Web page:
Aspirin Should Not Be Stopped Perioperatively, from Medscape

Olongapo City, Philippines by Zero Mella MD — It’s still a popular belief of IM consultants that aspirin should be stopped 7 to 9 days before surgery. The belief is that it may cause increase bleeding risk especially in major abdominal surgeries. Some old cardiologists still adhere from this belief. A medscape article tells us that they may be doing more harm than good.

A phenomenon termed aspirin withdrawal effect causes platelet rebound and prothrombosis which could lead to a cardiovascular event with a mean onset at 11 days from stopping the aspirin.

Related Story: Top 5 Things Your Doctor Forgot to Tell You About Amoxicillin

Although the literature “strongly supports” that aspirin should be continued preoperatively, a new trial hopes to elucidate the matter regarding aspirin use before surgery. The study is called the POISE-2 trial and the first phase showed a good safety profile pre-operatively. The researchers are unanimous in continuing the study.

“…there was no increase in cardiovascular events in patients who had aspirin held preoperatively.” – Dr Deveraux, POISE-2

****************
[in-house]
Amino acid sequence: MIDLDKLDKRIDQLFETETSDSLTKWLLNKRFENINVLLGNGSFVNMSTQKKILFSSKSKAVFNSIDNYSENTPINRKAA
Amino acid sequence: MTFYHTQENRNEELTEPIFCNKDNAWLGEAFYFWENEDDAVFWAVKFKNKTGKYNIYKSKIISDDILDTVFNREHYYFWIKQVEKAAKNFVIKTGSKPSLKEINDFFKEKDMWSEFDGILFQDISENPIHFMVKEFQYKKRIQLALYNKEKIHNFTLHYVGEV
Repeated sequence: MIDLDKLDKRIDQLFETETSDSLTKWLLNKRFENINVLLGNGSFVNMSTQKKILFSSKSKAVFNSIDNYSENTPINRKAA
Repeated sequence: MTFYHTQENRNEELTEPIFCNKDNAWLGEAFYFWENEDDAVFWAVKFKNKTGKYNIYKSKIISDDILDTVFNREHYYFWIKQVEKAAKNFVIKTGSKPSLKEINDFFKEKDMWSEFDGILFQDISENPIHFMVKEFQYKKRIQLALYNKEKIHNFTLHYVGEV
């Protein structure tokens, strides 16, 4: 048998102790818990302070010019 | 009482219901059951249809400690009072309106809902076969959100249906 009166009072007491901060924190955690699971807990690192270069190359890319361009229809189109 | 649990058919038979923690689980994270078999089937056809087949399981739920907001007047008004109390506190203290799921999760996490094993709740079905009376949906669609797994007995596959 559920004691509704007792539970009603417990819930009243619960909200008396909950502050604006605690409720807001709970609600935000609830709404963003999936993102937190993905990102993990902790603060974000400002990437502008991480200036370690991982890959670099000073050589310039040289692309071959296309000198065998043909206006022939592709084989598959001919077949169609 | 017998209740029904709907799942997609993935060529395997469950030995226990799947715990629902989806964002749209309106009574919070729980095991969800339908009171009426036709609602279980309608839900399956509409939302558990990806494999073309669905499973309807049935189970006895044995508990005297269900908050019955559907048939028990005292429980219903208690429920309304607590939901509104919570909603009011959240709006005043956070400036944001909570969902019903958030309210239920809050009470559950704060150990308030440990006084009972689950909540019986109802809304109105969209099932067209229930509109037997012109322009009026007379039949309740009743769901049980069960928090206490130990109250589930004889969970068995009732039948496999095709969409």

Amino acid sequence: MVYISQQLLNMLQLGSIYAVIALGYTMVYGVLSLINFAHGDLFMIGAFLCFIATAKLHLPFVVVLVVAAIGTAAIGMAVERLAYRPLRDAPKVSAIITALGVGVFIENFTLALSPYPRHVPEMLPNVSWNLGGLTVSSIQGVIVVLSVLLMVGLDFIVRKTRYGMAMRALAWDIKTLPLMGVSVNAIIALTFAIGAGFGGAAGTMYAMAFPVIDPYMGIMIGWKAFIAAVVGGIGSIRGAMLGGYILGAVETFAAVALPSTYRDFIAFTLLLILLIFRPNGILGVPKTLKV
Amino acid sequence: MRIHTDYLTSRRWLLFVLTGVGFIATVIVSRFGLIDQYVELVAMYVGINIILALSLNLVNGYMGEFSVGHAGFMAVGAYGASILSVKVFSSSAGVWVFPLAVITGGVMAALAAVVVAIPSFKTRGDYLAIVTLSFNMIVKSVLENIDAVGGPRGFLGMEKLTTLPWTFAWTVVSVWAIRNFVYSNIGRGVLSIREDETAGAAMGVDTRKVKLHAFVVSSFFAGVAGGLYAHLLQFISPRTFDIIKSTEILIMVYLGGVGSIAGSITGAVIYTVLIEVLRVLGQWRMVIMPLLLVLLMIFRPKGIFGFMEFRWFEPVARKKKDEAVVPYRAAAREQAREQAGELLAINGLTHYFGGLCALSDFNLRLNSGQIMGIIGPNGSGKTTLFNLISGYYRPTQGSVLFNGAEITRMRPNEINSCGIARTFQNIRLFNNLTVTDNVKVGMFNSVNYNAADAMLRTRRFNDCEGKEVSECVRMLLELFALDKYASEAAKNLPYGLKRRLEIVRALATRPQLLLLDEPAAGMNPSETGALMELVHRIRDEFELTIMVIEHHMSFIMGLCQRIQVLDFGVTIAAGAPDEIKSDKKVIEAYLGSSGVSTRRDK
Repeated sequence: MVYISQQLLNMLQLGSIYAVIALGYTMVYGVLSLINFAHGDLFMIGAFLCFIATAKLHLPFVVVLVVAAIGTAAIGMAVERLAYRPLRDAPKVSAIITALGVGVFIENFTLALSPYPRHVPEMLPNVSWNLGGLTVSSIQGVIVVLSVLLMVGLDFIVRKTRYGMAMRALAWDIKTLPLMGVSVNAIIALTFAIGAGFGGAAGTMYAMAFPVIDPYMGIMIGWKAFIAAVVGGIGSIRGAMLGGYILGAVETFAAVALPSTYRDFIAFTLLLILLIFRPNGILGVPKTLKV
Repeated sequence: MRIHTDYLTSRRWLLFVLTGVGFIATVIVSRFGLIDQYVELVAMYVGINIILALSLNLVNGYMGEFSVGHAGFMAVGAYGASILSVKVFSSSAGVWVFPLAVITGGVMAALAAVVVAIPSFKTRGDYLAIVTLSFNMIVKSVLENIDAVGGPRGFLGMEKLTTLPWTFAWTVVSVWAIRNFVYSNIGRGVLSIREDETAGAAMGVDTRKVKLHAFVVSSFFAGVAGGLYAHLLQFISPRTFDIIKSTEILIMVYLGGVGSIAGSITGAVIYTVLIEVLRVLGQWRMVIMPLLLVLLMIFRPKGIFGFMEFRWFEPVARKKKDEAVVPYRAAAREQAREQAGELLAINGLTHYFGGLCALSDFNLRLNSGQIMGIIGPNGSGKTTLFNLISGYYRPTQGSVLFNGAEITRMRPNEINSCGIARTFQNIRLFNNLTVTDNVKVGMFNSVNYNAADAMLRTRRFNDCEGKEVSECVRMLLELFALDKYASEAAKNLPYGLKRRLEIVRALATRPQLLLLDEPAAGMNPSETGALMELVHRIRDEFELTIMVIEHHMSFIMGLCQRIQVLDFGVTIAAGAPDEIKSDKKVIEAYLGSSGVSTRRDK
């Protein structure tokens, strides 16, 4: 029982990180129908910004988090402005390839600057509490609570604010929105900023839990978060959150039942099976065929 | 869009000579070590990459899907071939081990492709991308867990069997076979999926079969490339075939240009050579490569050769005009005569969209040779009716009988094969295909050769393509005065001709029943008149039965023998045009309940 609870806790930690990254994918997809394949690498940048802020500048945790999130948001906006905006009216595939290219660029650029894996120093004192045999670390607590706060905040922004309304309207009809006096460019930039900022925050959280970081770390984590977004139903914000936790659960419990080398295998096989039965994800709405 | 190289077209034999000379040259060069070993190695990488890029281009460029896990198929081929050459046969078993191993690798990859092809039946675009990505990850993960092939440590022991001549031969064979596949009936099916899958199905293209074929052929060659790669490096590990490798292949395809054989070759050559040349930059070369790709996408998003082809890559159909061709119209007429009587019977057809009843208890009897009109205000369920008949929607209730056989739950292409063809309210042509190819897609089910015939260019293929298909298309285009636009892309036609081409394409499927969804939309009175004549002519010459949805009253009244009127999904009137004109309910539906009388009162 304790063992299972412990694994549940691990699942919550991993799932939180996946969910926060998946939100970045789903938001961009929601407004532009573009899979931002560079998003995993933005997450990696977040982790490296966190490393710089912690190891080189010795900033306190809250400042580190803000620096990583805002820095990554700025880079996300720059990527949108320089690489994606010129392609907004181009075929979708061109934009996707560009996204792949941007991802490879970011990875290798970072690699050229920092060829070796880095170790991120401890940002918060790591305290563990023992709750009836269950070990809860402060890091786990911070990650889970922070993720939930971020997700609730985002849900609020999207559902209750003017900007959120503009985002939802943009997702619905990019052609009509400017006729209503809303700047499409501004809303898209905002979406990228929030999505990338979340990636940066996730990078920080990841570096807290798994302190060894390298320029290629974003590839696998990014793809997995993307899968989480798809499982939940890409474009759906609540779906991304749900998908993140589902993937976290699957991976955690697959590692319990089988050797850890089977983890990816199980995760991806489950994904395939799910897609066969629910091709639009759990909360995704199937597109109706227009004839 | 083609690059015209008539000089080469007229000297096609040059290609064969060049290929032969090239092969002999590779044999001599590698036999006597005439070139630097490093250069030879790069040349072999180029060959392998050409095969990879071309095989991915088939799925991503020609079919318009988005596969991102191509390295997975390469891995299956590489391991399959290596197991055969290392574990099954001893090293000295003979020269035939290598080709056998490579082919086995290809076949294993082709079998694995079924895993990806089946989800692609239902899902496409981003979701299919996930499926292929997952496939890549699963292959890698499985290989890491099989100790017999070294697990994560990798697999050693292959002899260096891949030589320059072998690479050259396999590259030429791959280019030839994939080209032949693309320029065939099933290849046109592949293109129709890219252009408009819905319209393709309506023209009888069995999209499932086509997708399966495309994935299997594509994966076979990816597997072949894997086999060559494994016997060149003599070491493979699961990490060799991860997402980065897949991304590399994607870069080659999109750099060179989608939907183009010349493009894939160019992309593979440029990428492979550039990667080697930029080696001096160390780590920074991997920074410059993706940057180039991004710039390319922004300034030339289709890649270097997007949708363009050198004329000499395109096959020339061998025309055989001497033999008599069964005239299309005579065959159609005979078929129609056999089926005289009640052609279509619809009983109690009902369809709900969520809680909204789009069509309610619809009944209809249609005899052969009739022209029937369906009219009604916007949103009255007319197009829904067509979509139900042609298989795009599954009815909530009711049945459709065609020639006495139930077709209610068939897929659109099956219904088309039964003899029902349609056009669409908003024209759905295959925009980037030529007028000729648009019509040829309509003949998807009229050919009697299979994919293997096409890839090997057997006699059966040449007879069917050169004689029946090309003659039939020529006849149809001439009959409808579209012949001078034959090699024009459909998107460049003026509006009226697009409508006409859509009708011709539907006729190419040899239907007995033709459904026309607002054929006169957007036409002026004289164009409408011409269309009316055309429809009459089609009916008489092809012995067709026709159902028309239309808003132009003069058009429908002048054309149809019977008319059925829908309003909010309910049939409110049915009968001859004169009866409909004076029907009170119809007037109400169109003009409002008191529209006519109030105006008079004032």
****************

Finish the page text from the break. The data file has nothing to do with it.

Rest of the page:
There were exceptions noted in the medscape article regarding aspirin continuation. Operations involving the middle ear, posterior chamber of the eye, intracranial, intramedullary spine, and TURP confers the highest risk for a complicating hemorrhage during receipt of aspirin therapy. It is advised to stop aspirin in these procedures for at least 3 days.

Other salient points in the article states that ACP, ACA, ADA, ACCP, and ACC (all american bodies of cardiovascular and diabetes health) recommends uninterrupted use of aspirin perioperatively. There is no change in transfusion requirements for operations with increase in blood loss. The net benefit of aspirin continuation is seen more clearly in high-risk patients.

Here in the Philippines, we still have biases and qualms among respected consultants and specialists that aspirin discontinuation preoperatively is still practiced. It may still take some years and probably the completion of the POISE-2 trial to convince a revision of current practice guidelines.

You might also like…

The Story of Cholera: A Great Visual Aid for Teaching Diarrhea
Warning: Bioflu should not be used every 4 hours!!!
How do you get C. Difficile Diarrhea?


Leave a Reply

Fill in your details below or click an icon to log in: Logo

You are commenting using your account. Log Out /  Change )

Google+ photo

You are commenting using your Google+ account. Log Out /  Change )

Twitter picture

You are commenting using your Twitter account. Log Out /  Change )

Facebook photo

You are commenting using your Facebook account. Log Out /  Change )


Connecting to %s